Hunger for a Way Out was “recorded quickly in an unoccupied concrete laboratory, predominantly with our single mic technique, fall ’19-spring ’20.” I can’t get that note out of my had as I listen, though when I’m not staring directly at it I remember “laboratory” as “underground bunker.” Such is my own characterisation of 2020.

This album is perfect, so good it’ll likely be on regular rotation for years to come, and I don’t think I’ll be able to extricate 2020 from my listen. Hunger for a Way Out is spare, reverberant post-punk with hints of new wave, and a bassline that’s deceptively danceable. Lira Mondal’s voice is urgent, and the frustration and weariness of the lyrics come through. You can take the lyrics at face value, or you can do as I did, and project all of your Trump- and pandemic-related fears into those lyrics as you dance, exhausted, dreaming of your own underground bunker.

Lithics, “Tower of Age” (Trouble In Mind Records)
LithicsMating Surfaces was my favourite album of 2018, and for the year following, I jammed it into the ears of any friend who would listen. Birthday, Christmas, graduation? Mating Surfaces. You’re welcome. I’ve found my next all-occasion gift with Tower of Age. It’s equally as good as its predecessor without duplicating it.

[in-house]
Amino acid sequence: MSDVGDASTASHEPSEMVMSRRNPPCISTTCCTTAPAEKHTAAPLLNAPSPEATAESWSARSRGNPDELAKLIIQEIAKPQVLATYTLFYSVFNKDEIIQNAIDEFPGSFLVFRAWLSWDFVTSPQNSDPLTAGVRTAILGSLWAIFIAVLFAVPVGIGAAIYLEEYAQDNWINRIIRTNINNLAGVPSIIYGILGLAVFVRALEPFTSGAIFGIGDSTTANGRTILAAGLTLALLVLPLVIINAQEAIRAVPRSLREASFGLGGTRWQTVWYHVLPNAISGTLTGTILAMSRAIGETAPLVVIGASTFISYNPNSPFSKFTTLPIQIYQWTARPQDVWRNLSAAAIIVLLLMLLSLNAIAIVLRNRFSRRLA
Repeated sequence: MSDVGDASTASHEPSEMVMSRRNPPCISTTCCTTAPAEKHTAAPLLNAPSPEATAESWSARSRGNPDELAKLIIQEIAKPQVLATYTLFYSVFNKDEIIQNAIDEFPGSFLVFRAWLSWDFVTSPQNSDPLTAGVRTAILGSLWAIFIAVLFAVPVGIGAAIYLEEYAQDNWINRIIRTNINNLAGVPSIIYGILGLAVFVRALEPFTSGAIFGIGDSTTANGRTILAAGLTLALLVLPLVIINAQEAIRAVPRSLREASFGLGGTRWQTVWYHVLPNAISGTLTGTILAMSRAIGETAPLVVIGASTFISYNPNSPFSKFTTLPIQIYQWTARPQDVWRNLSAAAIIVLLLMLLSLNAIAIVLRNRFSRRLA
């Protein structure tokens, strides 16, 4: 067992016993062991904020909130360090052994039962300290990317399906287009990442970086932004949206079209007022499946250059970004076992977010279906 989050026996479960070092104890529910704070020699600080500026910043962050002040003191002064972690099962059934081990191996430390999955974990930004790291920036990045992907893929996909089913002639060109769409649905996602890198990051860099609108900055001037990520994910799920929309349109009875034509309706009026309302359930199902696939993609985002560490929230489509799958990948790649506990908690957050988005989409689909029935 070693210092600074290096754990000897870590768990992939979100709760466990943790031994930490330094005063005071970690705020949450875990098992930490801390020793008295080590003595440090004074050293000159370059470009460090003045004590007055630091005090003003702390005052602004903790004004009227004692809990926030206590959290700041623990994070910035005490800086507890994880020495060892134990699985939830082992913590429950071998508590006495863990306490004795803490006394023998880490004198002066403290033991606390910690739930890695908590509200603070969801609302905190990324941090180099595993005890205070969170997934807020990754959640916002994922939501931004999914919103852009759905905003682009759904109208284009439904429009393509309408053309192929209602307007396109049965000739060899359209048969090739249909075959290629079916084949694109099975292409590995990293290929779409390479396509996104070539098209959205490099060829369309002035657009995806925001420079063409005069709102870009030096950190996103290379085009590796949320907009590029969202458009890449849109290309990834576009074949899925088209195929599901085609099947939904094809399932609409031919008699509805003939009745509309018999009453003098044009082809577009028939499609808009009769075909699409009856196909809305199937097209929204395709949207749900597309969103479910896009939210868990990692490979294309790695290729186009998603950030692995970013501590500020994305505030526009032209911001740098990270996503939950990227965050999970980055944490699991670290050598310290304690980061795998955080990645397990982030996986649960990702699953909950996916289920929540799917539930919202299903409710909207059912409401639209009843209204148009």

The guitars on Tower of Age interact a little more loosely here, less synced than in past, providing for a more free sound. As in past, the Gang of Four comparisons are there, but there’s more than that here. The rhythm section continues to be not just steady but sharp—not just a compliment or container for guitars and vocals but deliberate and unreplaceable. I am a sucker for lyrics that have you puzzled and over-analysing for days, and Tower of Age is, again, my kind of record. “a chess player, a famous poet, a calligrapher offering a raisin to the moth”: nothing could make me happier. I’m fairly sure Tower of Age is going to hold over to be on any “Best Of” list I do for 2021, just because.

Adulkt Life, “Book of Curses” (What’s Your Rupture?)
I admit that my excitement in picking up Book of Curses was equal parts curiosity and comfort food. Adulkt Life is fronted by Chris Rowley, formerly of Huggy Bear, probably in the top-five of bands of bands that knocked me on my ass and radically changed the way I listened to music, let alone viewed the world.

There’s something comforting in the intensity of Chris Rowley’s vocals as 2020 closes. Book of Curses came out in November, but I had the previous ten months’ (four years’?) anger to process. The band backs and matches that anger, that intensity. They’re so intertwined I can’t imagine one piece without the other. This isn’t Huggy Bear 2.0, and shouldn’t be. But for my money, it’s the most comforting anger of 2020.

Cindy, “Free Advice” (Mt.St.Mtn / Paisley Shirt Records)
Most of the records I loved this year were angry, urgent, or both. Cindy’s Free Advice was neither. Melodic, deliberate, and quiet, it had me leaning in a little bit closer to the speaker as I tried to hang on Karina Gill’s vocals. There are Velvet Underground and Galaxie 500 nods here, but ultimately it’s in its own category.

Save “Wrong Answer,” the closest Cindy gets to outright rock, Free Advice takes its time to get where it’s going, with lovely melodies and plaintive backing vocals piping up at unexpected moments along the way. It’s a record I’ve spent four months with—you don’t listen to Free Advice. You spend time with it—and I find more to spend time with on every listen.